Altered rumen fermentation patterns in lactating dairy cows supplemented with phytochemicals improves milk production and efficiency

Document Type


Publication Date



American Dairy Science Association


Journal of Dairy Science










microbiota; phytochemical; rumen-degradable protein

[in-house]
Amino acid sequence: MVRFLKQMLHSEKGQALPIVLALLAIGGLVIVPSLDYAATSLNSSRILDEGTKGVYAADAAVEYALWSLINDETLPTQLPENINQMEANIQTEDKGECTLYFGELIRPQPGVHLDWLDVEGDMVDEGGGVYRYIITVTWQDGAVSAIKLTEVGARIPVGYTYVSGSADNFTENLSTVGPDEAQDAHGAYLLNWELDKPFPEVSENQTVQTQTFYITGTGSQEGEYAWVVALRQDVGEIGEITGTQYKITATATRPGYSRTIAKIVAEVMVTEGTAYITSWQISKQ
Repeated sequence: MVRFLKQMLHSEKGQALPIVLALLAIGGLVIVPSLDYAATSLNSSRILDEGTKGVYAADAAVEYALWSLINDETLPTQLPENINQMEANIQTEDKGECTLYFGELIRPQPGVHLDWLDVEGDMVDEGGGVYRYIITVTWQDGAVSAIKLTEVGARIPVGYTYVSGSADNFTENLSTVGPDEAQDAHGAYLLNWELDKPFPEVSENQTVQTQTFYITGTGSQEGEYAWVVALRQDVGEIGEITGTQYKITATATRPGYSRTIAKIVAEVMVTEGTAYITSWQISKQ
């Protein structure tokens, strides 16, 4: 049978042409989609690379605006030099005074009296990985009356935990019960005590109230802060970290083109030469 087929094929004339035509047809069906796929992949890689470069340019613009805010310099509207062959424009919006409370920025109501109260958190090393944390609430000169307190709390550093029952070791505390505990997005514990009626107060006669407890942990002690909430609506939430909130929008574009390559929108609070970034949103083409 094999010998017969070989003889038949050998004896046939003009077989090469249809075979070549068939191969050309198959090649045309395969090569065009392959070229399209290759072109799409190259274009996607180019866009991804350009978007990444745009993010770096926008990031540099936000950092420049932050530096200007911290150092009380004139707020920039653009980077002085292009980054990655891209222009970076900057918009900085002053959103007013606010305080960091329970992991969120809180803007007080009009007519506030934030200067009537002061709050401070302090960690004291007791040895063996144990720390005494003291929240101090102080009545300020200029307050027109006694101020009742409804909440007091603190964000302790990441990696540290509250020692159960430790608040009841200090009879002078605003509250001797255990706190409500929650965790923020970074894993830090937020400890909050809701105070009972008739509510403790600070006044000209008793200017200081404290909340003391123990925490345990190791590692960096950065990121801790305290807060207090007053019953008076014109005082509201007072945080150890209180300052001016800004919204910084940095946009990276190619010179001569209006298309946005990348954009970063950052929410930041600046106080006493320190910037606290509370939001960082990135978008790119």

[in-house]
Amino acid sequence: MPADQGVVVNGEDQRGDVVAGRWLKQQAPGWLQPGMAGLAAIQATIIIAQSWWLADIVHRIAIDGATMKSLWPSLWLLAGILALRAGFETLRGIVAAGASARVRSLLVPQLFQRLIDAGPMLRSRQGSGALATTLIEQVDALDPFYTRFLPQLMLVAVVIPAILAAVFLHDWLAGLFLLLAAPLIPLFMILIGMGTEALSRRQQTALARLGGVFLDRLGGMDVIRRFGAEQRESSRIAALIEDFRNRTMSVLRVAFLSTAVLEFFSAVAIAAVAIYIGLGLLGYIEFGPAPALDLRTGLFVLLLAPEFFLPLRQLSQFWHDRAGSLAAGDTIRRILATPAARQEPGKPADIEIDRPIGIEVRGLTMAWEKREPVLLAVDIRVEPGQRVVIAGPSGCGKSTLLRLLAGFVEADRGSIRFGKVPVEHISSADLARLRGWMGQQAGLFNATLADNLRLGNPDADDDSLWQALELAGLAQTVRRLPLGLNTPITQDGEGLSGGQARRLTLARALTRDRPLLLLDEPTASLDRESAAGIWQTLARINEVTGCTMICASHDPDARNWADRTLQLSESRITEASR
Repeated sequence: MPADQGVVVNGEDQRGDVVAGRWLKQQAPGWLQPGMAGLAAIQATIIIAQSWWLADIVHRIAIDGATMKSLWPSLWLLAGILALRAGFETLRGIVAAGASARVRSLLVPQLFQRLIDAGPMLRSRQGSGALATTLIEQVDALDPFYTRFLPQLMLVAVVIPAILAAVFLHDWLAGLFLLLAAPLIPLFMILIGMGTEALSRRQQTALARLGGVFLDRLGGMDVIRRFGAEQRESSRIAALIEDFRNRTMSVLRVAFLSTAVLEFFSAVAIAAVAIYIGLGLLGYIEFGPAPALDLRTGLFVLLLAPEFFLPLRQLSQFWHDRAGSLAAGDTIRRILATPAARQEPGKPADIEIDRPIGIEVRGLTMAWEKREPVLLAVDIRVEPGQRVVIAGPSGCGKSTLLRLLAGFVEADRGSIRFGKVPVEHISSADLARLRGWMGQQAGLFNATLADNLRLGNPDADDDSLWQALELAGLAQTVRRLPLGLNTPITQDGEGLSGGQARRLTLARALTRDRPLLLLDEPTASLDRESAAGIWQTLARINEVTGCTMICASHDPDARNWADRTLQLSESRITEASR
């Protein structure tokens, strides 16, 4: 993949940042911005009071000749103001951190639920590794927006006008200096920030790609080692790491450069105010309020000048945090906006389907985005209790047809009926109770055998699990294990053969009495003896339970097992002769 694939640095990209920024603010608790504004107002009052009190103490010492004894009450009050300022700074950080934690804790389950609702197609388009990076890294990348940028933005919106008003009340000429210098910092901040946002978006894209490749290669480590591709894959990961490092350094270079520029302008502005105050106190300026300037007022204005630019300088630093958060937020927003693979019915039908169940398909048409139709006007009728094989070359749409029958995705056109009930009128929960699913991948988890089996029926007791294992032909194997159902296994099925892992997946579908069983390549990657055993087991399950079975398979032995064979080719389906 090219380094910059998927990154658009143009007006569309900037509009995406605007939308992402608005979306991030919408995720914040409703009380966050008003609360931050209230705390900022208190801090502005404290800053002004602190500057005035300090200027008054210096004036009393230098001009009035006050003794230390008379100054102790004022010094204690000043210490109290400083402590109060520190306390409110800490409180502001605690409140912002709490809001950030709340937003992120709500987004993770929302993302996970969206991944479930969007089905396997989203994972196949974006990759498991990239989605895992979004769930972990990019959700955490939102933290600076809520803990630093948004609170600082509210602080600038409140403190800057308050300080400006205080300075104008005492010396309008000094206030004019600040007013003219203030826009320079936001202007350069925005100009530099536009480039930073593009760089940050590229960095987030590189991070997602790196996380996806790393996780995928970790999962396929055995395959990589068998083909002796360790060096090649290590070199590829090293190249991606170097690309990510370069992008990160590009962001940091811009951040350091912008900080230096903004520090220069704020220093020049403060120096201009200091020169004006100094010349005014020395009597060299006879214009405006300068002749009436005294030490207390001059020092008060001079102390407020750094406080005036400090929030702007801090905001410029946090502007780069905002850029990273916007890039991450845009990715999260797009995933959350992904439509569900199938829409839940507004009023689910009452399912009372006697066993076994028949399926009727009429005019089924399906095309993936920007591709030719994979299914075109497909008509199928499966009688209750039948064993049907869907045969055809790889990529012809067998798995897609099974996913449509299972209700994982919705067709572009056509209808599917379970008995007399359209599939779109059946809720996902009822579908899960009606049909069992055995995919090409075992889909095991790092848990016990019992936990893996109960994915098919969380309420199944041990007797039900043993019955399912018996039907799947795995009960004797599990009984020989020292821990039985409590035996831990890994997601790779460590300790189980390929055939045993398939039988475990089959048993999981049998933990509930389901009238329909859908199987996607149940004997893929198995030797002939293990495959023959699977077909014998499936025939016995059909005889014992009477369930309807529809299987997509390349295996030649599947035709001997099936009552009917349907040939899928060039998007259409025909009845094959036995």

Tannins and other phytochemicals are known to improve RUP in the diet by binding protein and then limiting ruminal degradation, which may improve milk yield and milk protein synthesis. The objective of this study was to evaluate the effects of dietary phytochemicals (tannins and Capsicum species) as rumen modifiers on production parameters and milk efficiency in dairy cows. Twenty-four multiparous Holstein cows (96 ± 16 d in milk; mean ± standard deviation) were used in a replicated 3 × 3 Latin square design balanced to measure carryover effects. Cows were blocked according to days in milk, milk production, and body weight and randomly assigned to 1 of 3 groups (n = 8/group). Each group was assigned to a unique treatment sequence across the 3 periods in the Latin square. The experiment consisted of a 14-d covariate period and three 30-d treatment periods. Cows received a basal diet supplemented with soybean meal pellets (SB) as the control diet, phytochemicals (RUM; Rumiviv, CCPA, Janzé, France) pelleted with soybean meal, or expeller soybean meal (ESBM; SoyPlus, West Central Soy, Ralston, IA). Milk production and dry matter intake during the last 4 d of each period were used for statistical analysis. Blood and rumen fluid samples were collected on d 27 of each period. Rumen fluid was analyzed for ammonia N and volatile fatty acids as well as ruminal bacteria via quantitative PCR amplification of 16S ribosomal DNA genes. Greater milk yield (37.9 vs. 36 kg/d), energy-corrected milk (39.7 vs 37.1 kg/d), and protein yield (1.15 vs. 1.08 kg/d) were observed in RUM compared with SB, but these parameters were similar between RUM and ESBM. Concentrations of total volatile fatty acids (118.1 vs. 101.5 mM) were greater in RUM in comparison to SB and ESBM diets. Cows fed RUM had greater β-hydroxybutyrate (0.49 vs. 0.42 mmol/L) than SB and ESBM. Selenomonas ruminantium, Succinimonas amylolytica, and Streptococcus bovis in rumen fluid were lower in RUM fed cows in comparison to SB and ESBM. Increased total volatile fatty acids and lower ruminal abundance of bacteria associated with low feed efficiency in RUM cows can partially explain the improvements observed in milk yield and milk efficiency. Overall, these data suggest that feeding a combination of tannin mixture and Capsicum can significantly affect rumen fermentation characteristics via partial manipulation of rumen microbiota, and these effects were reflected in improved milk production and efficiency.